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Some workplace risk control measures are more effective and reliable than others so, when assessing these measures, they should be considered in the following order:
When evaluating risk control measures, always consider whether similar risks exist within the organisation, and if the same measures identified in this investigation could be implemented elsewhere to prevent a similar adverse event from occurring.
Also, it is important to identify whether or not similar adverse events have happened in the past, and consider why this is the case. An adverse event occurring multiple times should justify the use of more costly control measures and prompt immediate action to implement them.
After identifying potential risk control measures, and determining which of them should be implemented, an action plan can be created that details which specific control measures will be implemented, and how this will be done.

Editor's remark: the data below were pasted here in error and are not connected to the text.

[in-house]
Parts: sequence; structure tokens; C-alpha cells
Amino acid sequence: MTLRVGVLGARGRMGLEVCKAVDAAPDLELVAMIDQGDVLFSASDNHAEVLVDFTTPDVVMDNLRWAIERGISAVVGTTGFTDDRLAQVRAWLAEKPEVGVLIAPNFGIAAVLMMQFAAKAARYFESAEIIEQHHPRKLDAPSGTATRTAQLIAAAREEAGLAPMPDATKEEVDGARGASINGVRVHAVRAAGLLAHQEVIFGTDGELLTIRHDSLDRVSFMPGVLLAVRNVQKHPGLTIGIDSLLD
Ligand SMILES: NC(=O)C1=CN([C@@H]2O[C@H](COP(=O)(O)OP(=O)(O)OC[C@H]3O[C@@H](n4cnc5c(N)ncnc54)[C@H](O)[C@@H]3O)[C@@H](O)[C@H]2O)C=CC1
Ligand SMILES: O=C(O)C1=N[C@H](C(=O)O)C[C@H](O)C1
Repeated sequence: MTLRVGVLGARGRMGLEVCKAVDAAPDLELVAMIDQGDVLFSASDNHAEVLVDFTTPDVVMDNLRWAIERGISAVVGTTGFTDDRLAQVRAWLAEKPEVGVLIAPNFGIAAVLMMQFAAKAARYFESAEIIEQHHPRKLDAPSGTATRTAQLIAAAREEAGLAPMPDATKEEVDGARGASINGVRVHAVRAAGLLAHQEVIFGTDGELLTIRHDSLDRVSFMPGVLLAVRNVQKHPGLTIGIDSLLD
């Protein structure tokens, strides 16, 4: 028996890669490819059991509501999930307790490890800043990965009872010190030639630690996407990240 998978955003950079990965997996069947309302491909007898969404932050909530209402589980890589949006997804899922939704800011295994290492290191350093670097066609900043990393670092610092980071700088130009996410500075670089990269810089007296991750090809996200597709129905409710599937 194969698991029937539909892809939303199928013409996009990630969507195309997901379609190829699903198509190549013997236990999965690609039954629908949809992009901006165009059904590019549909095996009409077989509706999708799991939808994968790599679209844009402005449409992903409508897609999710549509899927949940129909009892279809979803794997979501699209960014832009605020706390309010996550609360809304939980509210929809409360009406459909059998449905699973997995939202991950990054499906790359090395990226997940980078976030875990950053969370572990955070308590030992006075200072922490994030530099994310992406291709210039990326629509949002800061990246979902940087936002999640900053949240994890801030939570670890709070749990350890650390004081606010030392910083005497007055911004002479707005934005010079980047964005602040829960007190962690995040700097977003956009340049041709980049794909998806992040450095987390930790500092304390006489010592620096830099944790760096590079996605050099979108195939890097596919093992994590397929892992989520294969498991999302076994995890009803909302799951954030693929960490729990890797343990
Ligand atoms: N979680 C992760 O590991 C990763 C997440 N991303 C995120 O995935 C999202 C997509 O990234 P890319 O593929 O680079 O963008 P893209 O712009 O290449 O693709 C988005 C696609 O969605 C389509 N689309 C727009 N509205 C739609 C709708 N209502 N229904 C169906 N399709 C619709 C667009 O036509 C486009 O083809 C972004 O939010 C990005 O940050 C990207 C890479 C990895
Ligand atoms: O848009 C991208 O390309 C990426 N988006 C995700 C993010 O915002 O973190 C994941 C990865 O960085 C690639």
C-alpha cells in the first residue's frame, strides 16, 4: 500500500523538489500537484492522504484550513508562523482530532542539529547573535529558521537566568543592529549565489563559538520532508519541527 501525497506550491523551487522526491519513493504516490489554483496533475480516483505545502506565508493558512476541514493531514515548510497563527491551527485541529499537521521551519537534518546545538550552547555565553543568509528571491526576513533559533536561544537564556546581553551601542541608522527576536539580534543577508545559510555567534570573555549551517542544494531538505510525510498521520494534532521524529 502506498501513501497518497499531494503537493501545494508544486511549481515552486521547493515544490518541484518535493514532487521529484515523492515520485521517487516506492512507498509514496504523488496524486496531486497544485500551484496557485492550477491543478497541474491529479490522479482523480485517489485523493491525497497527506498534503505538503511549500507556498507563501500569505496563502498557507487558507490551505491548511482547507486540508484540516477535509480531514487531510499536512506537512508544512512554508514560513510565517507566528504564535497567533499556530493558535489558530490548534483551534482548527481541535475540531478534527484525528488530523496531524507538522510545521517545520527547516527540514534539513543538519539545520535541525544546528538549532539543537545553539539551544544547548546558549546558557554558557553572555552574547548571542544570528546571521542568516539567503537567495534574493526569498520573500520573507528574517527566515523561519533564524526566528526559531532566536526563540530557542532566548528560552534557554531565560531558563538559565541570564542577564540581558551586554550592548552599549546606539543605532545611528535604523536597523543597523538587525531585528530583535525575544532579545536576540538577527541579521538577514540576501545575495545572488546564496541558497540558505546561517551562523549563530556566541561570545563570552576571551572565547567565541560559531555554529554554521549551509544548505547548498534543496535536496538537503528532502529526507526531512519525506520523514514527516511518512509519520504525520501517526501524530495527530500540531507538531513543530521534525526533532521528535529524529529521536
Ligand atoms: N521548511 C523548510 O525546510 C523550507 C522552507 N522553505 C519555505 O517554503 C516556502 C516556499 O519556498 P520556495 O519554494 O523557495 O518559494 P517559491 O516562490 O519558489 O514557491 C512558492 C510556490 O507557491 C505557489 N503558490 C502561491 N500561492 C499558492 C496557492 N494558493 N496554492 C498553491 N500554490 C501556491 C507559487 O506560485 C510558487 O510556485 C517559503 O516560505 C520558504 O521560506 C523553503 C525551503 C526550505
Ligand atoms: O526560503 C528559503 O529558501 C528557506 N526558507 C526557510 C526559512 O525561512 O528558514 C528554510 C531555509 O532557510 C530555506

The first thing to do when creating a risk control/risk management plan is determine which measures that are of the highest priority and need to be implemented immediately. To help determine which measures are high priority, think about the following questions:
Those risk control measures that do not control high priority risks must be put in the action plan in order of priority, and have a timescale and person responsible for their implementation assigned to them.
The objectives of an action plan must deal effectively with the immediate, underlying and root causes of the adverse event, and be SMART:
For example, ‘the site manager (John Smith) will install an edge protection system on all currently erected scaffolds by the 15th June 2021 (next week), and update the site safety checklist and risk assessment to ensure that edge protection is installed on all future scaffold operations’ is a much more suitable objective than ‘install barriers on scaffolding.’
Deciding on where and how to implement control measures requires knowledge of the organisation and how work is carried out. For this reason, safety professionals, employees and their representatives should all contribute to the creation of this action plan alongside those with the authority to approve it.